English Grammar

Comparisons

by Eugene R. Moutoux

1. More often than we care to remember, all of us have heard something like this: "Papa’s Pride Potato Chips are fresher and crunchier." That’s an incomplete comparison, and it says next to nothing. The good folks at Papa’s Pride [a fictitious name, I hope] want us to complete the comparison with "...than any other potato chips." Of course, they can’t just come right out and say this because they either know it isn’t true or they have no proof that it is. What the listener ought to ask (but most of us don’t) is "Fresher than what? Fresher than Papa’s Pride used to be when they were deep fried in recycled lard? Crunchier than what? Crunchier than the average shoe lace?" The incomplete comparison may be a staple of modern advertising, but it’s not acceptable for people who want to say something meaningful.

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2. There is another kind of incomplete comparison, and we have probably all been guilty of using it at one time or another. It can be called the incomplete alternative comparison. Here is an example:

- This cereal is as good or better than any other cereal.

Do you see the error? No one would say This cereal is as good than any other cereal, and yet this is exactly what the sentence in question is saying. To correct it, you have to insert the word as after good, as follows:

- This cereal is as good as or better than any other cereal.

 

3. Another error--let’s call it an error of illogical inequality--happens when a speaker or writer forgets that something cannot be compared unequally with itself. The result is a sentence like The cheetah is faster than any animal in the world. Of course, it isn’t faster than itself.

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4. Using the incorrect case of personal pronouns after than can result in unintended humor or even in miscommunication:

- You like cars more than me. Imagine the confusion this sentence could cause if the person meant You like cars more than I [do].

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5. In general, one should use the comparative, not the superlative, when only two people or things are being compared. An exception is made for certain traditional expressions like Put your best foot forward.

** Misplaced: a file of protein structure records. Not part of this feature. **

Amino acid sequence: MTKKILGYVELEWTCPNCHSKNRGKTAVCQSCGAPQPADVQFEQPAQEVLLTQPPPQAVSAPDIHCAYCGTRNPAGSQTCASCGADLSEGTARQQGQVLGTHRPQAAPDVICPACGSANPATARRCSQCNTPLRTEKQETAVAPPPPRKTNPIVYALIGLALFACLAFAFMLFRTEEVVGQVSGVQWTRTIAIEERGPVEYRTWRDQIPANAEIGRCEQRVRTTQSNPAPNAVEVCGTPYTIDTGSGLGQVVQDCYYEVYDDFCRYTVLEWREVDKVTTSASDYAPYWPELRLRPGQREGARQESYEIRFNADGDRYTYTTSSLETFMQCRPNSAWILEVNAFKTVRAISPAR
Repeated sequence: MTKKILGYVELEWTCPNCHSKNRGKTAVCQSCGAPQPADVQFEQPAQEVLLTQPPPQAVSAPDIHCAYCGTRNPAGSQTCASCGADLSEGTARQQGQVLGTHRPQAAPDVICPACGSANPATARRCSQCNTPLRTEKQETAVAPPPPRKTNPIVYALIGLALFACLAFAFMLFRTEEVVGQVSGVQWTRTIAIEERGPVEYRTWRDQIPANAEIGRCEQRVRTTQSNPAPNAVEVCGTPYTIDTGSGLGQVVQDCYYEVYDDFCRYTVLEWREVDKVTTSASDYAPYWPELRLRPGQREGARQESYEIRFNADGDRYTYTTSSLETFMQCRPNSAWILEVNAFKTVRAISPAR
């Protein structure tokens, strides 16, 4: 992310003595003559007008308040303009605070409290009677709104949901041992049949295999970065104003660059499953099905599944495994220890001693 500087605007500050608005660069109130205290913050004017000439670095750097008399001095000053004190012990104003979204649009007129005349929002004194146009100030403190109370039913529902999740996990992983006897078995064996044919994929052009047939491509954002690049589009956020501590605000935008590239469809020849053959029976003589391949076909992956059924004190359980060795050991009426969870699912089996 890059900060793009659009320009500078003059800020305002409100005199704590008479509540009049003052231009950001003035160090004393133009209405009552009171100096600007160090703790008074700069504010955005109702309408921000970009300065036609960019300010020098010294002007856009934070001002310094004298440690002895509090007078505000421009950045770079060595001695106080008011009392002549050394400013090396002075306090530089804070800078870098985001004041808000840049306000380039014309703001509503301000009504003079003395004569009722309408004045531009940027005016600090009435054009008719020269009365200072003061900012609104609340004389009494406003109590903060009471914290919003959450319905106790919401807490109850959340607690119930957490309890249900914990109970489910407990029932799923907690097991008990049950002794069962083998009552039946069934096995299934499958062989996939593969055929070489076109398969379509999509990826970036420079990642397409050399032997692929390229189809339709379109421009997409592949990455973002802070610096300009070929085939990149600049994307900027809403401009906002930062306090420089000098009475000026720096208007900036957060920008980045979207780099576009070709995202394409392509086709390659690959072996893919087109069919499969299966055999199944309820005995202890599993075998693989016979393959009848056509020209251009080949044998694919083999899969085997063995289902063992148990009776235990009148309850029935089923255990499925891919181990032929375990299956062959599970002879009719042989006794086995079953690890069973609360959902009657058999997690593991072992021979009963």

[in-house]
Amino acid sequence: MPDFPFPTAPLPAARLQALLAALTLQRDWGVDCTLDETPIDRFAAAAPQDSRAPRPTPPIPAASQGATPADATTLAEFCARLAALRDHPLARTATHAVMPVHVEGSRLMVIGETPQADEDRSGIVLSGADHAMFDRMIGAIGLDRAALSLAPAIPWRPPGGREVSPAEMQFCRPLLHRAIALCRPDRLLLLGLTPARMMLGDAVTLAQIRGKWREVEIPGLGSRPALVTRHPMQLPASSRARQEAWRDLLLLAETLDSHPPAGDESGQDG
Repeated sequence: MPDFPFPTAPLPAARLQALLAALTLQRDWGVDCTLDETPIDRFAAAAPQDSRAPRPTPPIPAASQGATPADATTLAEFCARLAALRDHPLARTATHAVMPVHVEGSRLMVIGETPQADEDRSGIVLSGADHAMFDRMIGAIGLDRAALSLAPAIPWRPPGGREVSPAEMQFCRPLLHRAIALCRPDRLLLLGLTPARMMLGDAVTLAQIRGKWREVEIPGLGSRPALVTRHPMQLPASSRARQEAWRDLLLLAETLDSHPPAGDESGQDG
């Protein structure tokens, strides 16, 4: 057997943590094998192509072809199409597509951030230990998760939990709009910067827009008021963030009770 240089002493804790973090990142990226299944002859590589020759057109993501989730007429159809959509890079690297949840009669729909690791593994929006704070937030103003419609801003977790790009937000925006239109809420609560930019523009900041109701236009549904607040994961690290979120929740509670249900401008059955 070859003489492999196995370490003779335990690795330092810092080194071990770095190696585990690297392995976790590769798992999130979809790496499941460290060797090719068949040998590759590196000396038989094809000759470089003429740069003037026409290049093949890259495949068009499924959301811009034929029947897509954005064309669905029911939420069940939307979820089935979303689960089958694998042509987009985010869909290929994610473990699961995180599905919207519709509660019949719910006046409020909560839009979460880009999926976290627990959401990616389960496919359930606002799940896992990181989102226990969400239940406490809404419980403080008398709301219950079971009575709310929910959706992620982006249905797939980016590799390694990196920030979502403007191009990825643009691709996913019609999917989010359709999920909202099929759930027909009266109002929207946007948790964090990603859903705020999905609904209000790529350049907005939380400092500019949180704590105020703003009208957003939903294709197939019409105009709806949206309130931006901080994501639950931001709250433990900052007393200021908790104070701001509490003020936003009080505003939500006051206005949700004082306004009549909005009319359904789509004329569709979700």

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6. Ill-chosen ellipses have a way of producing illogic in comparisons, for example:

- Whirlpool’s earnings for the month of March were greater than General Electric.

This sentence compares earnings with General Electric, which doesn’t make sense; the ellipsis doesn’t work. Either the unexpressed words those of must be expressed (Whirlpool’s earnings for the month of March were greater than those of General Electric) or one has to make General Electric a possessive (Whirlpool’s earnings for the month of March were greater than General Electric’s).

- The letter was longer than according to her.

The noun letter is being compared with according to her, a prepositional phrase, which is nonsensical. The error is corrected by rewording: The letter was longer than she said it was.

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7. To form the comparative and superlative degrees of monosyllabic adjectives (except good, bad, and much); of most two-syllable adjectives ending in -y, -er, -le, and -ow; and of a few negative three-syllable adjectives (unholy), use -er and -est; otherwise, use more and most with the positive degree of the adjective (more pleasant, most fortunate). When you are uncertain, consult a dictionary.

- from the teacher's enlarged edition of my book Diagramming Step by Step: One Hundred and Fifty-one Steps to Diagramming Excellence

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